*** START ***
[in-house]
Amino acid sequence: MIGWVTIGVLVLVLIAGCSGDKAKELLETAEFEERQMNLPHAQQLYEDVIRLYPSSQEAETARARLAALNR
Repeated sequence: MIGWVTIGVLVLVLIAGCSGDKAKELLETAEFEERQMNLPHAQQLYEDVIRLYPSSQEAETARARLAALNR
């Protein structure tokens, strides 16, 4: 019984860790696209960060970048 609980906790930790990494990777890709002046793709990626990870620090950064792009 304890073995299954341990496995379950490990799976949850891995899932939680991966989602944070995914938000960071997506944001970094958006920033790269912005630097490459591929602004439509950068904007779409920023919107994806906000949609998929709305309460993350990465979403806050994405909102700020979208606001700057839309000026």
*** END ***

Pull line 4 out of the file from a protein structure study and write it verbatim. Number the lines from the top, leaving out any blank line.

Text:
């Protein structure tokens, strides 16, 4: 019984860790696209960060970048 609980906790930790990494990777890709002046793709990626990870620090950064792009 304890073995299954341990496995379950490990799976949850891995899932939680991966989602944070995914938000960071997506944001970094958006920033790269912005630097490459591929602004439509950068904007779409920023919107994806906000949609998929709305309460993350990465979403806050994405909102700020979208606001700057839309000026």